I swear people are stupid. On my way out today I saw so many people at the park I pass on the way to the freeway. A State Park ranger was driving down the street so I knew by the time I got home they’d all have warnings to keep their distance.
On April 1 my brother Aaron
dragged me convinced me to go with him to visit the Vampire Hunter Austin Durant. One of Aaron’s Vampire friends had an old house out in the middle of nowhere up in the foothills near the town Murphy’s that he wanted to restore. Unfortunately the place was infested with a group of Shadow Creeping Ghouls, that is Vampires who have no souls, no couth, and are pretty much worthless disgusting predatory vermin.
They aren’t like us.
This group of Shadow Creepers had been slinking out at night and going to Stockton to attack people in their sleep, especially in homeless camps and other areas of more concentrated transient populations. They had to be stopped.
It isn’t unusual for Aaron to drag me along on these adventures, and I use the term adventures lightly. I am small and can fit into tight spaces. I know how to deal with old dried up rogue Vampires who aren’t Shadow Creepers, and have a pretty good track record. More often than not just using my mom voice does the trick. But you know, I hate it. I hate the work. I hate the smells. I hate the way the fumes and dust makes me cough for days on end.
So back on April first we talked to Austin. Then I went home and forgot about it. Yesterday Aaron called me. After I did my best not to use multiple bad words on the phone I agreed to help out.
After a ninety minute drive through the hills of the California Gold Rush Country, which is more or less most of Northern California, I arrived at the old ranch. I have to admit it was beautiful out there. Lupins and California Poppies covered large swatches of fields and hills. New green leaves had sprouted out on the oak trees. Hawks and Turkey Vultures dotted the sky.
The gate at the end of a gravel drive was already open. I blew past a No Trespassing sign and drove about half a mile until I could see a large farmhouse in the distance, next to a large barn and a couple of other outbuildings. At one time it must have been a beautiful home with a large veranda circling the lower half and gables on the top windows.
My brother Aaron stood in front of the house next to Austin. I noticed both were wearing bandanas around their faces.
Over to the side, were everyone had parked, next to a black truck was a big brown eyed guy wearing a face mask. He had on jeans, and a gray unzipped hoodie with a San Francisco Giants tee shirt underneath. Like most guys these days his hair was sort of shaggy and pretty close to almost pony tail length.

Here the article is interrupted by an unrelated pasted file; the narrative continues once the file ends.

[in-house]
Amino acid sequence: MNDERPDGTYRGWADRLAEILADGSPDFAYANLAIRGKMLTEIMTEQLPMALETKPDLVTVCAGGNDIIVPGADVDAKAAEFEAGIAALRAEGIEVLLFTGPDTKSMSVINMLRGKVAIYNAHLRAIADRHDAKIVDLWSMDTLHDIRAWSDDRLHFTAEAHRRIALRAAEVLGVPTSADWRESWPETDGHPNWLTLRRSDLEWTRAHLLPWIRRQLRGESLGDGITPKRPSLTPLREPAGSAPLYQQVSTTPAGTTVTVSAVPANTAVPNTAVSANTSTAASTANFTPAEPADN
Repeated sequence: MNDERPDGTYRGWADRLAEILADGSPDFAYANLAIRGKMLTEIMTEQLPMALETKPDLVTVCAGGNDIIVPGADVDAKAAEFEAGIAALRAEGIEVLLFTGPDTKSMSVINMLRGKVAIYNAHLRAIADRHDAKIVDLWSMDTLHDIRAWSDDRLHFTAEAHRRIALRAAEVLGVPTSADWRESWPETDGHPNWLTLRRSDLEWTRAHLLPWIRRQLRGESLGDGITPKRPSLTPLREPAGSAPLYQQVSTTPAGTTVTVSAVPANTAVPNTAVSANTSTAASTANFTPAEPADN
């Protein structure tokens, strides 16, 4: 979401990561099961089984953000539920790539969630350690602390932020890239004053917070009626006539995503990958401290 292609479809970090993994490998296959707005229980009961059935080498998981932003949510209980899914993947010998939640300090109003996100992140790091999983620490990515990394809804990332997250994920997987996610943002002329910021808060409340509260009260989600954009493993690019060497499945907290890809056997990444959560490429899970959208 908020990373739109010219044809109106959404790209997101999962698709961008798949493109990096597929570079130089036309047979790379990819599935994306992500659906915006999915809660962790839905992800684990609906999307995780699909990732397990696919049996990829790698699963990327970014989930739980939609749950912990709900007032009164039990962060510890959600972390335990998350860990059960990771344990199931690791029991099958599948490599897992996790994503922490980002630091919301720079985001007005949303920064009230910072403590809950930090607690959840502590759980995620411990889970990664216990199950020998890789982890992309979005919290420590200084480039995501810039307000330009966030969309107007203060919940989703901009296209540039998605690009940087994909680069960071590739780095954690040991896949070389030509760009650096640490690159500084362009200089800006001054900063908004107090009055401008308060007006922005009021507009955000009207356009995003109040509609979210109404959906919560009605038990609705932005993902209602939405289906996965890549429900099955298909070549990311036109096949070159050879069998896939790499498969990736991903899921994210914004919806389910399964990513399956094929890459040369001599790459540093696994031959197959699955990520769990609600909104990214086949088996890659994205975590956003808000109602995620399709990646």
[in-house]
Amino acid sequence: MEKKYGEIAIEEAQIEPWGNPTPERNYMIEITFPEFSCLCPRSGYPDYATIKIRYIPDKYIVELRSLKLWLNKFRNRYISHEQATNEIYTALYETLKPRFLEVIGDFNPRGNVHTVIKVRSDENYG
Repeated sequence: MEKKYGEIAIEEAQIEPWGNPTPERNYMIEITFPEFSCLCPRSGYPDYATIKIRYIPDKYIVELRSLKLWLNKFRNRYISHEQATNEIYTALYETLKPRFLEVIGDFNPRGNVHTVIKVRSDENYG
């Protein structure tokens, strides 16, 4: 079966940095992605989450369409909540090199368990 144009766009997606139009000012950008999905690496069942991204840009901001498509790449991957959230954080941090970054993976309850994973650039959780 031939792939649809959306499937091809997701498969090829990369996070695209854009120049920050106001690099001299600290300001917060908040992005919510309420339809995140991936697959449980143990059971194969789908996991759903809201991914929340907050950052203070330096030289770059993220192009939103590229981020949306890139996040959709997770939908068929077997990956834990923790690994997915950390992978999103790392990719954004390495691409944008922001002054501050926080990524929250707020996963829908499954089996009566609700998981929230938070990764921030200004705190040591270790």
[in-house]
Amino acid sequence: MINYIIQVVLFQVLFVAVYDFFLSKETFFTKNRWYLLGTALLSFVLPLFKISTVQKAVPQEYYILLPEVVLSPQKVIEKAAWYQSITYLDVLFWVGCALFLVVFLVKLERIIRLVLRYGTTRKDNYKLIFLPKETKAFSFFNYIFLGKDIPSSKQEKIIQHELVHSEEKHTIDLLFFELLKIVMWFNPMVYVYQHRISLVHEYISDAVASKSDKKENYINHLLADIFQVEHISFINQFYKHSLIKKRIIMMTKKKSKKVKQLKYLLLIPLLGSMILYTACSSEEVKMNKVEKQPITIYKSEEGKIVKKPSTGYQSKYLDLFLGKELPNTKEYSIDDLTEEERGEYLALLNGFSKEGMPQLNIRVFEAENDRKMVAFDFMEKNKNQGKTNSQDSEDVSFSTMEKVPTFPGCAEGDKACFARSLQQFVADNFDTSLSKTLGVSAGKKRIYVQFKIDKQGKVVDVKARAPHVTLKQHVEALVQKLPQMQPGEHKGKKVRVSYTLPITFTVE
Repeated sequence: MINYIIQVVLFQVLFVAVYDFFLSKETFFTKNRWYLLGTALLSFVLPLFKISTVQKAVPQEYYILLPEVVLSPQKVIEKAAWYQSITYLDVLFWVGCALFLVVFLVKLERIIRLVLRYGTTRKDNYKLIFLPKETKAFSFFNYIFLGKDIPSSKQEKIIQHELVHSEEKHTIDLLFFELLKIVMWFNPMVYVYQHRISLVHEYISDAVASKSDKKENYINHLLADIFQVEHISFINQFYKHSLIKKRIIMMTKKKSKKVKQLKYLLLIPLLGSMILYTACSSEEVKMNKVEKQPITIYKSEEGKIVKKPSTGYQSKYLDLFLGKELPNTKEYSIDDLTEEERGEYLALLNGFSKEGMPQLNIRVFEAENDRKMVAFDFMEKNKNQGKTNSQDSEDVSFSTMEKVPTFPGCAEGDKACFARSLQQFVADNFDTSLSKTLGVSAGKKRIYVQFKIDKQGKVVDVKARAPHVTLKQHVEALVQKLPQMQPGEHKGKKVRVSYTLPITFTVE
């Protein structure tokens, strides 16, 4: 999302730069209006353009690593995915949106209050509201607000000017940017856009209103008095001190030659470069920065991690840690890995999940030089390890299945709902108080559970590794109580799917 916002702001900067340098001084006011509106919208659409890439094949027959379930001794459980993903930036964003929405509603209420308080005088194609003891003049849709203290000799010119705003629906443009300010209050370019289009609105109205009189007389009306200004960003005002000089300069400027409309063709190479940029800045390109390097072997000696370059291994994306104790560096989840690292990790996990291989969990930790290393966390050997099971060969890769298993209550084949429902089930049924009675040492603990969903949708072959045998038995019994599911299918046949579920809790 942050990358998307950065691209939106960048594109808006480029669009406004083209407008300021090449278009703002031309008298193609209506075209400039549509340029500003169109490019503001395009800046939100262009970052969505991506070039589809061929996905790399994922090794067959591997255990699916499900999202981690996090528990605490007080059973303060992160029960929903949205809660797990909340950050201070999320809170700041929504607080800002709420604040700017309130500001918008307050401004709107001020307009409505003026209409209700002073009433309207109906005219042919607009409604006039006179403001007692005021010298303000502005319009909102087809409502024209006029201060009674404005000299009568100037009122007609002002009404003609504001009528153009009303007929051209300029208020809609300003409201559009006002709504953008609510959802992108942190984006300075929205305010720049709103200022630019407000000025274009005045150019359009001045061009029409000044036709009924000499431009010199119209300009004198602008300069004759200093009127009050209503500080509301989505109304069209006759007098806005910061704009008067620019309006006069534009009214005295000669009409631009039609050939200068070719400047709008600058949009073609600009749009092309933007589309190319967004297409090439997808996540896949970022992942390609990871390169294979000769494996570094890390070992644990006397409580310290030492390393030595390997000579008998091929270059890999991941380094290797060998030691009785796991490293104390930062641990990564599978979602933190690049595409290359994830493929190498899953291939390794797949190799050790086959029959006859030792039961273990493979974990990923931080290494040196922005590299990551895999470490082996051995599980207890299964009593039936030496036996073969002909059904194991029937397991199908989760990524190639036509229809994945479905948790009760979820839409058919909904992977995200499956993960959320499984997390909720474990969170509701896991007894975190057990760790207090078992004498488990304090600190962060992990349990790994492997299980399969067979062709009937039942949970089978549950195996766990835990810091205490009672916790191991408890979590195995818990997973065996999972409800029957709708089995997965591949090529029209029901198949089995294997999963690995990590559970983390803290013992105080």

I got out of my car.
“Are you Juliette?” He didn’t hold out a hand or step forward. Good man.
“You with Austin?” I asked.
“Yes. My name’s William.”
“You’re a Vampire Hunter?”
“Where’d you come in from?” I asked.
“Are you the back-up?”
“The infestation was worse than Austin thought it would be. Why’d they call you in?”
“Same thing. I told them not to call me.”
“I don’t blame you.”
“I told Austin that if this went sideways I’d turn him into a Vampire.”
William laughed a big hearty laugh right from his belly.
“So, William, what do you do when you’re not hunting down ghouls?”
“Wine. We grow grapes. We’ve been growing for years. My sister and I took over from our grandparents and now we’re starting a winery. We don’t have a name yet and the first batch is in barrels now. We started with a red mostly Zin mix and a Chardonnay.
“Wow. That is so cool.”
“Your brother told me you’re a graphic designer. Maybe we can talk about labels when this is all over.”
“Sure, that would be fun.” Seriously. It would be fun.
“So how long have you been a Vampire?” I knew William would ask. They all ask.
“Forever,” I said. He gave me a sideway look. “One hundred and sixty years. Aaron and I were born like this.”
“No shit. That’s pretty rare.”
“It is. I have three other brothers too. Anyone else coming?”
“No. We’re it. No large groups allowed these days.” He laughed again and adjusted his mask.
At least he didn’t tell me you don’t look like a Vampire. He knew most of us look like everyone else. Just like I knew he wouldn’t be dressed head to toe in black, wearing a huge leather duster, with a knife strapped to his leg and a squirt gun full of holy water. He might have had a carry permit for a gun or a knife, but I didn’t see it.
Aaron came up to me and elbow bumped, not like we need to do it. He gave me a mask.
“There is some nasty stuff in there. You’ll definitely need this.”
To make a story that might make a great horror flick short, we cleaned the place out. It was nasty and dirty work. It’s a good thing we all brought a change of clothes and bags for the dirty ones. I swear if the brush/forest fire threat wasn’t a real thing I would have suggested we just burn the house down.
Aaron and I don’t know if we could get any kind of Covert-19 virus but we don’t know if we can carry it on us either. Even if you aren’t sick you still have to social distance. You don’t know what might be on you.
- Keep social distancing
- Wear a mask
- Wash your hands
- Hug your dog
- Text, call, Zoom, FaceTime, email, and otherwise stay in contact with others. Stay in touch with your kids, your family, your friends, and anyone you know who might be alone or in need.
- Stay positive
- Stay creative
- Watch birds
- Read a book
- Stay safe
We’re all in this together. We really are.
~ Juliette aka Vampire Maman